You Only Did Science Once This Week?

Don’t freak out. It’s really okay. Some weeks we might cover science only once. I know; most schools cover every subject every day, and some might worry when we don’t do the same. But the truth is that not every school follows a schedule that covers every subject daily. Some have block schedules where classes meet for longer lengths of time for fewer days each week. Others have even less common schedules–like the Florida public school that I once taught in where seventh graders had no science for half a year and no social studies for most of the other half; they did this because the students were, on average, four grade levels behind in math and reading and the school decided to focus on their most pressing educational needs and skip certain subjects. If a public school can do it, Continue reading You Only Did Science Once This Week?


Homeschooling with an Energetic Toddler? How Can it Possibly Work?

Anyone who’s had a toddler in the house for a few days knows how much time and attention they demand. Pairing a toddler with students sitting and studying seems a match destined to fail. Yet it can work.

More than a decade ago, I juggled homeschooling another’s child with two toddlers of my own. Later, we became a foster family and over the next seven and a half years, twenty-three different little ones came through our house as we homeschooled our older children. Many of these little ones were toddlers who came to us with difficult backgrounds, yet my eldest have been homeschooled from the beginning and are now in high school and managing just fine.

Homeschooling with a toddler in the house isn’t easy, but it can be done. Remember that it’s a marathon and not a sprint. There will be days (and weeks) where it feels no progress is made, but in the end, with steady effort and some good strategies, you will reach the end, despite all the interruptions and difficulties.

Some tips I’ve learned along the way:

Continue reading Homeschooling with an Energetic Toddler? How Can it Possibly Work?

How Long Have You Homeschooled?

I’ve been homeschooling for a lot of years, though the exact number depends on how you count them. My teens have been homeschooled from the beginning; the only times they’ve attended school was to visit on “Take Your Child to Work Day” with their dad. But before they were officially school-aged, I homeschooled a friend’s child and a nephew. Before that, a few decades ago, I was homeschooled myself as a young child sailing the world in a cement boat.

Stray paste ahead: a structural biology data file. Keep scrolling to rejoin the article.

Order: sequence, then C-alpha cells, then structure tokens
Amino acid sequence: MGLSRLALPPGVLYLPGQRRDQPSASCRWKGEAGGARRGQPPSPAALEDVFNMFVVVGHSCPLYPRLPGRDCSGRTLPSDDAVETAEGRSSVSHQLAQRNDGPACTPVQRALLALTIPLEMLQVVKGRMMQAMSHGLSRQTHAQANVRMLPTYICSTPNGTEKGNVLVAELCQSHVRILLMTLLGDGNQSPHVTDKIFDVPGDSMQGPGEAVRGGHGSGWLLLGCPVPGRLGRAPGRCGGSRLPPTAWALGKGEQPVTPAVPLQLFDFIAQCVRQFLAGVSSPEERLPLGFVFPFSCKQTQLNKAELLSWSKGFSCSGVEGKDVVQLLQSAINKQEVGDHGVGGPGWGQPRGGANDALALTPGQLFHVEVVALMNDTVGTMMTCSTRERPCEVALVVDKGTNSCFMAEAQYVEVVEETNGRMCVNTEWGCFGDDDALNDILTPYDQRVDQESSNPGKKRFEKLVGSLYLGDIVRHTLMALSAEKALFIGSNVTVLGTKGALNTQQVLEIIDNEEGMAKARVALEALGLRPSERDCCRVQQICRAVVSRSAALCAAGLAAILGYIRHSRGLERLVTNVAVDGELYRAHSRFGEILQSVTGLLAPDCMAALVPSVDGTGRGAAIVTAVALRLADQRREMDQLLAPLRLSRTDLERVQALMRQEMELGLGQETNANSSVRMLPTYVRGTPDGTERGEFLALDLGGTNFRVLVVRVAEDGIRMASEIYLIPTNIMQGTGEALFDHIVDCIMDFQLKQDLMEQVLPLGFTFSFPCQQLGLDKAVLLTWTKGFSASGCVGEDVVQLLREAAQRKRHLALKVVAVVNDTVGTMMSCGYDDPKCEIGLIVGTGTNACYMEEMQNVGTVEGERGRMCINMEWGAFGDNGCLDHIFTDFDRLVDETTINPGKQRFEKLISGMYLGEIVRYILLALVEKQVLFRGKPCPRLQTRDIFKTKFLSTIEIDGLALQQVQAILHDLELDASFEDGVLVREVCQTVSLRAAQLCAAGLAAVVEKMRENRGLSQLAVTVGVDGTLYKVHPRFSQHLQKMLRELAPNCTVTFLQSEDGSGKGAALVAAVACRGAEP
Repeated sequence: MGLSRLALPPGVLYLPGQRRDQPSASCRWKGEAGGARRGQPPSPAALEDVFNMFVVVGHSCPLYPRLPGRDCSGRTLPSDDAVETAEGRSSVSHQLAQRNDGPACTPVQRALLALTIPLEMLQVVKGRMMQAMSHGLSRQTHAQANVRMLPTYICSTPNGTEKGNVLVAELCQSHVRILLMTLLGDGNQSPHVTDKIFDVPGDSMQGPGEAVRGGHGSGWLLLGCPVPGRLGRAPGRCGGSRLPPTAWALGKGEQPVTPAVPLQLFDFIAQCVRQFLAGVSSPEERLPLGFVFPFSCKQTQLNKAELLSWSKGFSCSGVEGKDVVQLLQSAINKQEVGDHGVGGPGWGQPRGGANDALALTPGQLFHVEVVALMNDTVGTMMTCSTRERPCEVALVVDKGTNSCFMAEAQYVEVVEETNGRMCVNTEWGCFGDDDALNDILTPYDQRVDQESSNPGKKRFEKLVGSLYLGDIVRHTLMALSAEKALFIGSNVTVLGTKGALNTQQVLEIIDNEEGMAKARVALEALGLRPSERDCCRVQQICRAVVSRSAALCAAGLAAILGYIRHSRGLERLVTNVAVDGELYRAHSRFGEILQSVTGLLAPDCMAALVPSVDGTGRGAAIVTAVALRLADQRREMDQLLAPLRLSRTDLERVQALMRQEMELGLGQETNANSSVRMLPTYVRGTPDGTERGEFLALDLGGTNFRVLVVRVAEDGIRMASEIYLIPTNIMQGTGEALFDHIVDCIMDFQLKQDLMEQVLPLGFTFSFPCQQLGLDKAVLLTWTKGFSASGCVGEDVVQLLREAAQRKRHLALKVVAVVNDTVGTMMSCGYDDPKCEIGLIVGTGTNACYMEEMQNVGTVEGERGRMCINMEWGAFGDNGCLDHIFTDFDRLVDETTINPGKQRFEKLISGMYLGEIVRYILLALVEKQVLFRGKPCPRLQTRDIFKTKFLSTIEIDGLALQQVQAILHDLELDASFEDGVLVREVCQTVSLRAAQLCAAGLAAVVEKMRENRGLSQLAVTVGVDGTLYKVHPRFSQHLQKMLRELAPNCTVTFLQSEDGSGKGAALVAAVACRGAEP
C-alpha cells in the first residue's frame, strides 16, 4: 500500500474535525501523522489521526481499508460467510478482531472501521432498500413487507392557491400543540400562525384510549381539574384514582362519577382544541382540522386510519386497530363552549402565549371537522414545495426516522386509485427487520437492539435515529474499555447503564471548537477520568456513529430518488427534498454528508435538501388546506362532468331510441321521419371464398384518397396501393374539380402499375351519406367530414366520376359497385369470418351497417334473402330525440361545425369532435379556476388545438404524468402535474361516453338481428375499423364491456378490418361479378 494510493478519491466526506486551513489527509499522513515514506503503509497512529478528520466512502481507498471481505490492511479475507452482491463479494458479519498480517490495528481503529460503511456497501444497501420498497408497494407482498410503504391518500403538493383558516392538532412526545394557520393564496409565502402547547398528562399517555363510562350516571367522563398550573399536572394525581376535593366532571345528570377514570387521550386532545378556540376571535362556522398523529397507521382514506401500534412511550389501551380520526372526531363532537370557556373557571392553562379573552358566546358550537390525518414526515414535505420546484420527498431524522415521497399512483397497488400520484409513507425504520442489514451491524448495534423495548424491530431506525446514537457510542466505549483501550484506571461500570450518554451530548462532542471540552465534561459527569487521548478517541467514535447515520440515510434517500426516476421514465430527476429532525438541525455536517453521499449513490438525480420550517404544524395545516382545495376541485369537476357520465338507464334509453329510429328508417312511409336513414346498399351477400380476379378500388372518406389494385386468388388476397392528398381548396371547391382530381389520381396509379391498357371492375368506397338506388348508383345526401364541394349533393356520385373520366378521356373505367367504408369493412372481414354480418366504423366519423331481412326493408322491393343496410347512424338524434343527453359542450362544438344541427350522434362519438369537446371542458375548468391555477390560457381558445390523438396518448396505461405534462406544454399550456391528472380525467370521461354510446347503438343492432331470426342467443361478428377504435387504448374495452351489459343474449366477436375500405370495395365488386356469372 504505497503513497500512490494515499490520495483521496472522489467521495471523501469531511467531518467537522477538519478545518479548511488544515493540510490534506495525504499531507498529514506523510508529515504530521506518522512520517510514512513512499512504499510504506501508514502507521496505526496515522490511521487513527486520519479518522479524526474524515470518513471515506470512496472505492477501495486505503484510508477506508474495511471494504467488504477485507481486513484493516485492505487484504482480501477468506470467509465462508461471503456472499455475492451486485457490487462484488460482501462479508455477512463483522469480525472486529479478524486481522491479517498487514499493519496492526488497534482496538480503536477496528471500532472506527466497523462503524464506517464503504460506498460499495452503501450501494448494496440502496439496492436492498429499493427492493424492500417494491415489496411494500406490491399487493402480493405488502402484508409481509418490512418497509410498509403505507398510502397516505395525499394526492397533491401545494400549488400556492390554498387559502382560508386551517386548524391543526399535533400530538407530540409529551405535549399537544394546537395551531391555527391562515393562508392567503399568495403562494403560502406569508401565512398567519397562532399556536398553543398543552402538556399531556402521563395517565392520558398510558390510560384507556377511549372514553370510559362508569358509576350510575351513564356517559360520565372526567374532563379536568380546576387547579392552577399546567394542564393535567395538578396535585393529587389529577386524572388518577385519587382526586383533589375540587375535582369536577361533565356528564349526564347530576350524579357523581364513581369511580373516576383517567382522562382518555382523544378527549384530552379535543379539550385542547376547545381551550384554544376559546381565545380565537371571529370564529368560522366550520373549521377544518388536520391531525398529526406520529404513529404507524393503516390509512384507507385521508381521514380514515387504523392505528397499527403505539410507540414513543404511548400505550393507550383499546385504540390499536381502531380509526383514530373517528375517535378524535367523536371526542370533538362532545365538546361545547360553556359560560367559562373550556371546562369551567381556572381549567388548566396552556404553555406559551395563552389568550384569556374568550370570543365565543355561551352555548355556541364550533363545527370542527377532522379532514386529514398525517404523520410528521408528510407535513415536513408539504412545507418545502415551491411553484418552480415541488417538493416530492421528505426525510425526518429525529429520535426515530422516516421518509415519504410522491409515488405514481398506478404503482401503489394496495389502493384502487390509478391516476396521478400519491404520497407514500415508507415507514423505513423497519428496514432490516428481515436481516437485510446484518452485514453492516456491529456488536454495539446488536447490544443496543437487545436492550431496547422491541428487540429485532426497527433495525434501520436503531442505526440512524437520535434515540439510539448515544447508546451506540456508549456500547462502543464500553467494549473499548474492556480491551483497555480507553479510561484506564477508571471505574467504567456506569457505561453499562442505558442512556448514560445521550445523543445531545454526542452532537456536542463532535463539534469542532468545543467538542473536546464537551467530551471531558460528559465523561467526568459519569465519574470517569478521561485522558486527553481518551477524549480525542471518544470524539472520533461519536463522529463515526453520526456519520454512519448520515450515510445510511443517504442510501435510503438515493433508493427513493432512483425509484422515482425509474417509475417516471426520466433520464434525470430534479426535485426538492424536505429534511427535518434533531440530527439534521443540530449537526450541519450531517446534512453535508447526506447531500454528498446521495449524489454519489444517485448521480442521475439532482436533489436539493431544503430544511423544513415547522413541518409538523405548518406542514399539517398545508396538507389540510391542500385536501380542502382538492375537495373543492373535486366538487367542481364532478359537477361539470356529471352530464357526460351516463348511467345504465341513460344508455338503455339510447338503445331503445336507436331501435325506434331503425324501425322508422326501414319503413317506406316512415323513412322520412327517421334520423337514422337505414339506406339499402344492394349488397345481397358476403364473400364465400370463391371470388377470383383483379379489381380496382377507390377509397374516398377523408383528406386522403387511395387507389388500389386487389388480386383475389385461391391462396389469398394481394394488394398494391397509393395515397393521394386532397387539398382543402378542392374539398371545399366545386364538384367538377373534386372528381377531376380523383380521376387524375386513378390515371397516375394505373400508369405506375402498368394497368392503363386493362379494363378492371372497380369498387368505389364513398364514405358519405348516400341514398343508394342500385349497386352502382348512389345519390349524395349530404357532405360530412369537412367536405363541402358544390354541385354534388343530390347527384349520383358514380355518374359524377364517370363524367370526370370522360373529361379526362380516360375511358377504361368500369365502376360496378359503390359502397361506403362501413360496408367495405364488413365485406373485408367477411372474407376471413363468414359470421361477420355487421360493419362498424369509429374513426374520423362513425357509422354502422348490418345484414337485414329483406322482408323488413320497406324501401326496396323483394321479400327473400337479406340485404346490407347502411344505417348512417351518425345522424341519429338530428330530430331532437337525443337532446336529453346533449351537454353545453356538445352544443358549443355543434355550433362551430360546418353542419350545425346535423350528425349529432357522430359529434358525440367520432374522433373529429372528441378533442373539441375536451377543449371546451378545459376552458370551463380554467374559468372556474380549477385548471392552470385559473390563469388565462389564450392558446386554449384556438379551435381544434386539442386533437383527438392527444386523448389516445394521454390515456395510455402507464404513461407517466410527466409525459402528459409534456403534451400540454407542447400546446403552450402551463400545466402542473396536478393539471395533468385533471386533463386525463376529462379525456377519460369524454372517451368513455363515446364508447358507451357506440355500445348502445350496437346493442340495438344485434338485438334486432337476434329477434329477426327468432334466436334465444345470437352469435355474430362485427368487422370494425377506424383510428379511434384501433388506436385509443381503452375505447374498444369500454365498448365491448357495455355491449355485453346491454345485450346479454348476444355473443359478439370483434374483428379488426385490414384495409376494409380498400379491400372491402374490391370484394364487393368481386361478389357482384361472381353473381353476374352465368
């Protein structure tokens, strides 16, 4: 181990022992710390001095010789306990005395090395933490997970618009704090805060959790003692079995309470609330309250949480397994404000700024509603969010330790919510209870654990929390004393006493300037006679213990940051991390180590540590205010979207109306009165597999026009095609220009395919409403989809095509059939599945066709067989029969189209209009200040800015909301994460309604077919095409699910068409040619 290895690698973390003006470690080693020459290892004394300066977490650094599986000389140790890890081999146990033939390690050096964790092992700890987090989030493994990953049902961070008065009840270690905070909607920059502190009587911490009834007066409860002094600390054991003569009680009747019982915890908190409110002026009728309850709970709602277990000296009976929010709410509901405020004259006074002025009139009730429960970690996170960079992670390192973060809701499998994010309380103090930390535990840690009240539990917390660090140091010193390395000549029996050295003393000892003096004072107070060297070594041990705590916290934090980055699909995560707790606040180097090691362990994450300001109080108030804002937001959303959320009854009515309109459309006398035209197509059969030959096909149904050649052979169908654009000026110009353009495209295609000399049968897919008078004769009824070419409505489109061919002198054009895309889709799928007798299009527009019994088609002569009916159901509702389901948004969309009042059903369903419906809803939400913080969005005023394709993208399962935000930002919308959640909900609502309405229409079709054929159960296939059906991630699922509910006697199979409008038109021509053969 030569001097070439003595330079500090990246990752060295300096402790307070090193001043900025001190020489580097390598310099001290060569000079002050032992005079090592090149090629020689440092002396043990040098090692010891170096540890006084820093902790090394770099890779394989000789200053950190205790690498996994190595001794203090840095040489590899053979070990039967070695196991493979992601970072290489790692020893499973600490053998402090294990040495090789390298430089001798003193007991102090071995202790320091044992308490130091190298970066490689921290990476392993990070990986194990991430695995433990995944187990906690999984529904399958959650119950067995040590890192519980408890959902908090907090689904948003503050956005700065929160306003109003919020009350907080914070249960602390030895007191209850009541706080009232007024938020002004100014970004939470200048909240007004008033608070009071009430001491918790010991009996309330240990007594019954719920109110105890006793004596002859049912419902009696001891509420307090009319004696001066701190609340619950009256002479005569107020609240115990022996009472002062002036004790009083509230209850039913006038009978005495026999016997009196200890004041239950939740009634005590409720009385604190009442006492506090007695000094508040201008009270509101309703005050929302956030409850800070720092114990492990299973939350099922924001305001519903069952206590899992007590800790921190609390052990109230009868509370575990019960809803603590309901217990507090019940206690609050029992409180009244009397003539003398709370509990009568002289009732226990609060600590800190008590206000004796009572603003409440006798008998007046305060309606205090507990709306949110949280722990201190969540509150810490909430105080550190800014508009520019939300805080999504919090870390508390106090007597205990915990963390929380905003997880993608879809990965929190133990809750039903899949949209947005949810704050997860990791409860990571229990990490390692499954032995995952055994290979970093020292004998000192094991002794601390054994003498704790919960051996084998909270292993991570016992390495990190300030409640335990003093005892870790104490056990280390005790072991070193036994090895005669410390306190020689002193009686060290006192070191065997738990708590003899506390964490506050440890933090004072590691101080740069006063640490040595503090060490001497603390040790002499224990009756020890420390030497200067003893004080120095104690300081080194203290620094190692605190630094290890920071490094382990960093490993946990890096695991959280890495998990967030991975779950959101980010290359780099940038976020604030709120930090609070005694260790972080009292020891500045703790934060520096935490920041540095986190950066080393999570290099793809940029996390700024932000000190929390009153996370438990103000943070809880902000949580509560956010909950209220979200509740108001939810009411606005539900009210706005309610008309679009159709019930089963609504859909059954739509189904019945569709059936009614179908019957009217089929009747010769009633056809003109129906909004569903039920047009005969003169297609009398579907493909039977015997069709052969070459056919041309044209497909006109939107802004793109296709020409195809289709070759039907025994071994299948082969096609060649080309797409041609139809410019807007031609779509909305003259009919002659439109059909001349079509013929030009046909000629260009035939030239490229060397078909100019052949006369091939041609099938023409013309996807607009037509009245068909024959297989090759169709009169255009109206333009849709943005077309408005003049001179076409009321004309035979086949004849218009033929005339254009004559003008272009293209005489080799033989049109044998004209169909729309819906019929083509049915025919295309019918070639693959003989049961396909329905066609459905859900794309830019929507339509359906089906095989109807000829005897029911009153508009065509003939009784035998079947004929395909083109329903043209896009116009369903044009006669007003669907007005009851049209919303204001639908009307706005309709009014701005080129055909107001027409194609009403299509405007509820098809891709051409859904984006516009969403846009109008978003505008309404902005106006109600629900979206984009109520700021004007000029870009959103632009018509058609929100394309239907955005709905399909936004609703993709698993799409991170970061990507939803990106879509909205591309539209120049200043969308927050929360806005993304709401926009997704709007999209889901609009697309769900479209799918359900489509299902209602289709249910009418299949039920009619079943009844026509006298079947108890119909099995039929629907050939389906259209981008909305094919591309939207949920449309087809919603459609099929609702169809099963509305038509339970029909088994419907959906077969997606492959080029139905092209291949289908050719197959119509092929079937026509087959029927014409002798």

Are We Skipping English This Year?

    This past weekend, the kids were sharing with my husband, their dad, what they’ve been learning lately. Okay, it wasn’t their idea. As fairly typical teens, they didn’t want to have to explain what they’ve been doing, but I pushed it as I want to keep him involved and he wanted to know. I take these little sessions as a time for them to review some of what they’ve learned as they explain it to their dad, and they’re our version of a progress report or report card.
I pushed them to talk about the marine science lessons they’ve been doing in a homeschool co-op class–lessons that have involved several trips to the beach, taking apart shells, mucking through the swamp, and other fun activities as well as working through a beach field guide. They described the Geometry Club I devised
Continue reading Are We Skipping English This Year?

Signs of Success

This afternoon, I watched my teenage daughter lead an art club that she dreamed of, planned for, and pulled off. Seventeen other homeschooled students (not counting younger siblings who played nearby in the park) participated. They listened as she explained her plan and made art together, and at the end of the hour and a half club, they each shared their work with the rest of the club. (We were surprised when even our two-year-old sat and drew for most of the time, rather than playing with the other toddlers. Then he stood and showed his scribbles to the group for his very first presentation.)

She wanted to get together with friends to do art, but she didn’t want a class where everyone would end up with a cookie-cutter drawing; she envisioned learning techniques, sharing ideas, and then creating individual works of art in a nurturing environment. Since no one else was planning something of that sort, she designed it herself and ended up with a monthly club that she hopes to include in a 4-H art project she’s working on.

This is a moment that reassures me that our homeschooling program is indeed a success.